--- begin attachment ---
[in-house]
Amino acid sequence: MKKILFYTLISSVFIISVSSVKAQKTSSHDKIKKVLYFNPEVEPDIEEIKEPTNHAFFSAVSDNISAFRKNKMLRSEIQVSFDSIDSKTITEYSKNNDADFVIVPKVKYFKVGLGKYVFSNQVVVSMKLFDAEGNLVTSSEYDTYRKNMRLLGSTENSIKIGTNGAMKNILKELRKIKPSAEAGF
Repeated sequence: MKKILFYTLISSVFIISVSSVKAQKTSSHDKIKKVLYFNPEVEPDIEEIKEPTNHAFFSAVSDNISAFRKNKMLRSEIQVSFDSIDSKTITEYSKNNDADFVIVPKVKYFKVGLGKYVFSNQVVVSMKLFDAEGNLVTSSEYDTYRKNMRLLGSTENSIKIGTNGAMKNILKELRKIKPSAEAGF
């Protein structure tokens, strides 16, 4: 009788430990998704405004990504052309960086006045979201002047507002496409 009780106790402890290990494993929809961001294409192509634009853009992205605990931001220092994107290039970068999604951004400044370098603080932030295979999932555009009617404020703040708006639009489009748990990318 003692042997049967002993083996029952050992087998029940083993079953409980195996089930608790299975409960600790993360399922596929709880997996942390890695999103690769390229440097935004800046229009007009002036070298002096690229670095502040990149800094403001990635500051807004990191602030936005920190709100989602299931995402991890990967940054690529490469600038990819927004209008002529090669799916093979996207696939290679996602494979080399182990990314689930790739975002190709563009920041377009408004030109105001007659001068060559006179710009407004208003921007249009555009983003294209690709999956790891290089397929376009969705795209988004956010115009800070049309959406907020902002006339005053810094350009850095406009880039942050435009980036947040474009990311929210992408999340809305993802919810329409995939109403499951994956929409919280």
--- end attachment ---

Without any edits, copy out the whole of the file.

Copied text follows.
[in-house]
Amino acid sequence: MKKILFYTLISSVFIISVSSVKAQKTSSHDKIKKVLYFNPEVEPDIEEIKEPTNHAFFSAVSDNISAFRKNKMLRSEIQVSFDSIDSKTITEYSKNNDADFVIVPKVKYFKVGLGKYVFSNQVVVSMKLFDAEGNLVTSSEYDTYRKNMRLLGSTENSIKIGTNGAMKNILKELRKIKPSAEAGF
Repeated sequence: MKKILFYTLISSVFIISVSSVKAQKTSSHDKIKKVLYFNPEVEPDIEEIKEPTNHAFFSAVSDNISAFRKNKMLRSEIQVSFDSIDSKTITEYSKNNDADFVIVPKVKYFKVGLGKYVFSNQVVVSMKLFDAEGNLVTSSEYDTYRKNMRLLGSTENSIKIGTNGAMKNILKELRKIKPSAEAGF
């Protein structure tokens, strides 16, 4: 009788430990998704405004990504052309960086006045979201002047507002496409 009780106790402890290990494993929809961001294409192509634009853009992205605990931001220092994107290039970068999604951004400044370098603080932030295979999932555009009617404020703040708006639009489009748990990318 003692042997049967002993083996029952050992087998029940083993079953409980195996089930608790299975409960600790993360399922596929709880997996942390890695999103690769390229440097935004800046229009007009002036070298002096690229670095502040990149800094403001990635500051807004990191602030936005920190709100989602299931995402991890990967940054690529490469600038990819927004209008002529090669799916093979996207696939290679996602494979080399182990990314689930790739975002190709563009920041377009408004030109105001007659001068060559006179710009407004208003921007249009555009983003294209690709999956790891290089397929376009969705795209988004956010115009800070049309959406907020902002006339005053810094350009850095406009880039942050435009980036947040474009990311929210992408999340809305993802919810329409995939109403499951994956929409919280």